Tenants that find themselves in a location far from other established business parks but near a city center are in a win-win situation. Labor availability from the city, a strong public transportation presence and overall great visibility for a company are three key factors to a successful tenancy in a business park. While competition for labor may still exist, it tends to be relatively small when compared to the competition that would be apparent in an established business park.
While there are many factors that impact a company’s decision to lease or buy a building, one thing is for sure: the location of a development plays a critical role in its success.
City Infrastructure: The Road to Success
Many markets are beginning to see cities invest heavily in public infrastructure, updating roads and constructing new bridges and highways. These investments are connecting less established locations with the city center. Quick and direct access to industrial developments that are further out via these roads is a strong draw for users looking to provide their employees with an accessible location, all while avoiding the strong labor competition in established business parks.
In 2016, we started construction on an industrial warehouse and office project in Jeffersonville, Indiana. Located within the Louisville submarket, this project was our first in the area and a strong indicator of the increase in demand for industrial space in the region. However, this project would have been much less attractive just a few years ago due to the lack of major highways in the area. In 2015, the Federal Highway Administration initiated the Louisville-Southern Indiana Ohio River Bridges Project, which will add two new bridges over the Ohio River between Indiana and Kentucky. One bridge, the Downtown Crossing, will connect downtown Louisville and Jeffersonville, Indiana. The second bridge, the East End Crossing, will connect the east end of Louisville to southern Indiana. These bridges mean users will have easier and faster access to areas beyond the central part of the city, making developments outside of Louisville a more viable option.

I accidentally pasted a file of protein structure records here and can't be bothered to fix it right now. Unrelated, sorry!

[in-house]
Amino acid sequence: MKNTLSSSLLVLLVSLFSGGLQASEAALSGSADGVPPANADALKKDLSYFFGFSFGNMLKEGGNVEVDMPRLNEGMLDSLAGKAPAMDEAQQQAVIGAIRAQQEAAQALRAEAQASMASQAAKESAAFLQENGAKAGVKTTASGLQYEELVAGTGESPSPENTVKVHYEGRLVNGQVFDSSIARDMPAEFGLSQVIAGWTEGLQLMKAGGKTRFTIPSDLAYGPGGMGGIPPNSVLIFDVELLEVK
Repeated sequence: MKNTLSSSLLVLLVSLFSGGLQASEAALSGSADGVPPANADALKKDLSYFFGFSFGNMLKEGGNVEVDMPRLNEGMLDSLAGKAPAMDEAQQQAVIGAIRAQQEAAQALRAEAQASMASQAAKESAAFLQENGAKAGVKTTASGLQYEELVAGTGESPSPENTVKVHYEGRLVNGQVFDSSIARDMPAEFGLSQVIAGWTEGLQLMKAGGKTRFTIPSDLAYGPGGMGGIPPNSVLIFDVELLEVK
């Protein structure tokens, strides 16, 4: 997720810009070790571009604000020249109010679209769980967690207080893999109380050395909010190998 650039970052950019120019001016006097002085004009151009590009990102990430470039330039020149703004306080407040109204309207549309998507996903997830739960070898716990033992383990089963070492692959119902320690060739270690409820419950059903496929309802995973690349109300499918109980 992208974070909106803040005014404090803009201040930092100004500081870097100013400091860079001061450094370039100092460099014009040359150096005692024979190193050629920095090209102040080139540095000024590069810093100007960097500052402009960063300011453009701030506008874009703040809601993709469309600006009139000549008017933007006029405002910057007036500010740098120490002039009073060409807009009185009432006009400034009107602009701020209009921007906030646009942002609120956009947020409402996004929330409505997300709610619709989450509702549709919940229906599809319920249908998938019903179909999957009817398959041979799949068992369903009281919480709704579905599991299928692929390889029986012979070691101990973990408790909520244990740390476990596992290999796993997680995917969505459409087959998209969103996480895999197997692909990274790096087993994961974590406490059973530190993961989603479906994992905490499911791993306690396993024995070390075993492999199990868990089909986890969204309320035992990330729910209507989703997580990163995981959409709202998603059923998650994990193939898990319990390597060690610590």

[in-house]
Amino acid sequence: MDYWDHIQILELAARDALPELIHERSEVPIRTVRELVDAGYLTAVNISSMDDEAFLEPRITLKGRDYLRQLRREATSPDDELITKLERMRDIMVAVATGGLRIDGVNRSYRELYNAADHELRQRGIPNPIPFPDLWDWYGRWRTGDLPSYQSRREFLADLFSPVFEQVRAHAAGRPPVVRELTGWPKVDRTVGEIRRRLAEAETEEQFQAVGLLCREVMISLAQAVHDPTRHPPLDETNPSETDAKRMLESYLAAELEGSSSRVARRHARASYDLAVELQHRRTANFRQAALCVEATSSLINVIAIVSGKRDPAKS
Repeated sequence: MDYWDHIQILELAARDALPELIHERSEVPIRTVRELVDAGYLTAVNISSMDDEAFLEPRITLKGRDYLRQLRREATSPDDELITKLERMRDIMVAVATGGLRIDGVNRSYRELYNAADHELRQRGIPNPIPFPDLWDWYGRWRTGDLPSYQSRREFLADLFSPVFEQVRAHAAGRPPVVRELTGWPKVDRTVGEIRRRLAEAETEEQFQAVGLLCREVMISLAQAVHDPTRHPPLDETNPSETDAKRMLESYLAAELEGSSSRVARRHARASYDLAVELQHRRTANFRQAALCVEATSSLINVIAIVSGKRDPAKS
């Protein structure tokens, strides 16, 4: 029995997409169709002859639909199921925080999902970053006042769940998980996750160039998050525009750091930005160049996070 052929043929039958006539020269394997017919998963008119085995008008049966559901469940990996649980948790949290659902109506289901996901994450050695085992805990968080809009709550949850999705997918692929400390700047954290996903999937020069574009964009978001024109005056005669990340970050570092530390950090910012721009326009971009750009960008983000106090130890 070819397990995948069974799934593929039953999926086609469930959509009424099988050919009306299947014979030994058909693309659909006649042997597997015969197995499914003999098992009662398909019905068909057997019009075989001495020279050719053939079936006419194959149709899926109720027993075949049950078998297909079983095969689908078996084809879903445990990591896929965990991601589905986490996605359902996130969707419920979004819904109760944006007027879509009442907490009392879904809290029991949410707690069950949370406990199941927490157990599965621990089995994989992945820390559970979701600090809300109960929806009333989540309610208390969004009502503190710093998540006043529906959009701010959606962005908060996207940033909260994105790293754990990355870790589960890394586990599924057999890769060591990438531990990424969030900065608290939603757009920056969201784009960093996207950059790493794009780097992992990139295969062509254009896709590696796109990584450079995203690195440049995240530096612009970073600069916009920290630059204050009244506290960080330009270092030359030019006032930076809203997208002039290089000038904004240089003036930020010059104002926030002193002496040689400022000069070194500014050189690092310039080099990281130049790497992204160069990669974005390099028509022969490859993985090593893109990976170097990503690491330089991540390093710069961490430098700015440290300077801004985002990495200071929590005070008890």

An unchanging desire for the majority of industrial users is the need to be close to major freeways. As cities invest in infrastructure, the number of easily-accessible locations increases, intriguing developers due to the fact that many industrial tenants require distribution services and prefer to lease in an area with quick access to major roads. The access to freeways proves to be a benefit for both employees and businesses that serve customers with distribution needs.
It’s What’s Inside that Counts